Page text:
China in Africa: Mercantilist Predator, Development Partner Or Both?

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China’s engagement in Africa should be seen beyond the three dimensions of access to raw materials, trade and … New Era reports.

By Catherine Sasman

WINDHOEK

China’s involvement and presence in Africa is growing ever deeper, while Chinese businesses have been on an ‘acquisition spree’ for resources across the continent since 1996.

This, among other things, suggest analysts, has changed the African perception of China, where it was first considered as an alternative to Western neo-colonialism to that of a new colonial force.

But, suggested the same analysts, the relationship should not only be viewed though the prism of China’s staggering growth and rush for raw materials and markets to keep this momentum going.

It has a much longer historic run-off, which, to an extent, explains the current relationship, within the framework of a globalised world.

But the Chinese presence is undeniably felt in local African communities and states. In Namibia, it is evident in the growing disaffection expressed by local businesspeople in the north, continuous complaints from the local – or not so local, from South African major companies – construction sector that they are being sidelined, and disaffection from Namibian labourers in their dealings with local Chinese retail traders.

Dr Henning Melber proposed that the local beneficiaries – or African beneficiaries – of China’s intervention in Africa, will remain to be a small elite, and that this intervention, if not managed properly, will not contribute significantly to poverty alleviation as is hoped.

“[The] Chinese penetration only gives another face to capitalism,” declared Melber.

Melber said with the (not so new) arrivals of China, India, Brazil and Russia in Africa to further their industrial growth with export orientation and growing demands for imports, competition for entering favourable relations with Africa is to increase.

“This, in itself, is not negative to the interests of the African people. But it requires that the tiny elites benefiting from the currently existing unequal structures put their own interests in trans-nationally linked self-enrichment schemes behind the public interest to create investment and exchange patterns, which in the first place benefits for the majority of the people.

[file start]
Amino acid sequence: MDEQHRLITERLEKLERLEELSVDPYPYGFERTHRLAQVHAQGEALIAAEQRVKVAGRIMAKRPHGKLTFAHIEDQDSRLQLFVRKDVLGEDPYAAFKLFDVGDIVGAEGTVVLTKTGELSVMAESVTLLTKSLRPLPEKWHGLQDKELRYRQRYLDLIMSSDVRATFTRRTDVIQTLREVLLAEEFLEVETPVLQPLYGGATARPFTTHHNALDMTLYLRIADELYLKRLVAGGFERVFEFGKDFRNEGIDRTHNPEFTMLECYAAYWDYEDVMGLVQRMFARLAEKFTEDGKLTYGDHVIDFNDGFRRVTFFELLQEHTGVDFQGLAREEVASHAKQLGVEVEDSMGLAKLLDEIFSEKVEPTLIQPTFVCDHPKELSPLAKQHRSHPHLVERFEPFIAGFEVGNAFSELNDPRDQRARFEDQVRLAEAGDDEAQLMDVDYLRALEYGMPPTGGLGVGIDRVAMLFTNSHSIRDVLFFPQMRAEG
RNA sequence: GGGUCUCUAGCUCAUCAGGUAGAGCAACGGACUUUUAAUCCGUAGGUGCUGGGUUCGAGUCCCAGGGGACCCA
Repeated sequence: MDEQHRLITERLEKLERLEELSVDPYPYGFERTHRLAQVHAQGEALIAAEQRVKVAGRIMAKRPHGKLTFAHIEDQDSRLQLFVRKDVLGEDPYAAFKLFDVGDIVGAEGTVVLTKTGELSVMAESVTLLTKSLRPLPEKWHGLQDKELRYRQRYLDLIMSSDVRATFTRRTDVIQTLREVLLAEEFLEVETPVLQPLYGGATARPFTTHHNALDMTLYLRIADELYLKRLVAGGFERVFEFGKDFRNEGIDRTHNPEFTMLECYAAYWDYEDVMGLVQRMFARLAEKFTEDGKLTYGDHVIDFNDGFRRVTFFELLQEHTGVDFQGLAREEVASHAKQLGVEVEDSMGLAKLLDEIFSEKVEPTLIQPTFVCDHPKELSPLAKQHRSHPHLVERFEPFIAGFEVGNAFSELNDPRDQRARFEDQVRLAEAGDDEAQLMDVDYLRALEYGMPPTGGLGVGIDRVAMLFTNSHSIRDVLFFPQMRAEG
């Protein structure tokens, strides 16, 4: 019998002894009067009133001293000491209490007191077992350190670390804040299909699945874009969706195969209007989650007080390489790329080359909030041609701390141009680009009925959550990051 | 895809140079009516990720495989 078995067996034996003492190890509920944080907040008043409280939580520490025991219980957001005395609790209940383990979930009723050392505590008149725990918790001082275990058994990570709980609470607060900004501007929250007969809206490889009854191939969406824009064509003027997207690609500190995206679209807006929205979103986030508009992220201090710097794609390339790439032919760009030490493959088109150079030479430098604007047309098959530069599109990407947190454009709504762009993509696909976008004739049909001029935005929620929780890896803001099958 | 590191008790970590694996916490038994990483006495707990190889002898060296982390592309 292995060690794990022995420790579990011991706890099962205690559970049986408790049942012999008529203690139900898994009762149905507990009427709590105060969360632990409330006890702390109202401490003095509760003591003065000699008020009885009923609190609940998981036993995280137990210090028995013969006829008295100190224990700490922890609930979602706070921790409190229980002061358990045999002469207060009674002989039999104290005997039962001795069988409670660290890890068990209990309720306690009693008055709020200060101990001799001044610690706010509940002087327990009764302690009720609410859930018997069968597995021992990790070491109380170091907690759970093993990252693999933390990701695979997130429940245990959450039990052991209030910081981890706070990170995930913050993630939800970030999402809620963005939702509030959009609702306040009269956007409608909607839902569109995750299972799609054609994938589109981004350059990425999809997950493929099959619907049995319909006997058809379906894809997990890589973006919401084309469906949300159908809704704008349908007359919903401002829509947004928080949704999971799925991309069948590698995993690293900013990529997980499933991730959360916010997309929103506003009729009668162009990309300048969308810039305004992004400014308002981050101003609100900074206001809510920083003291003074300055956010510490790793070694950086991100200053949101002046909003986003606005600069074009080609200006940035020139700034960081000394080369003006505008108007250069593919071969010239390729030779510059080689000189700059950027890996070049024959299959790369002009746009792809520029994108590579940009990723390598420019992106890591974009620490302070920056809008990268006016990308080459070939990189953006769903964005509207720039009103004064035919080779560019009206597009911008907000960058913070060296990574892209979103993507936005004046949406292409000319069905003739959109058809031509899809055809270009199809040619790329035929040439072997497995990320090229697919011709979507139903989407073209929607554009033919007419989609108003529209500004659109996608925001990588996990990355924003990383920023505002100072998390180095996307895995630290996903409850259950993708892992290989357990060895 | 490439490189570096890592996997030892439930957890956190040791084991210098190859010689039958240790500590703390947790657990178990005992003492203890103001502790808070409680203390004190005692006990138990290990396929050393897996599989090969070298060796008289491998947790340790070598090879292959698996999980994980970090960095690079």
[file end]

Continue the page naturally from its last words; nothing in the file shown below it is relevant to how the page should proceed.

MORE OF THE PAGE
Admittedly, the chances for this might not be the best,” said Melber.
“The Chinese track record emerging is not an indicator for a new trajectory, which would benefit the majority of the African people. More so, the Chinese foreign policy gospel of non-interference is an attractive tune for the autocratic leaders and oligarchies still in power.”

Gregor Dobler from the University of Sweden suggested that China’s growing influence and increased public presence in Africa would change the conditions under which Africans live.

He further suggests that China’s new-found importance on the continent, is a new factor that has developed largely outside of Africa’s control, “but very visibly, and identifiably, for a large number of people living on the continent”.

In a study on Chinese retail shops in Oshikango that borders Angola, and reviewed over a number of years, in March, Dobler found that Chinese presence has grown to about 100 shops in the northern town.

Oshikango, he said, has as a result of trade with Angola, grown from having only a tiny cluster of shebeens around an open market, into a thriving boomtown with around 5?

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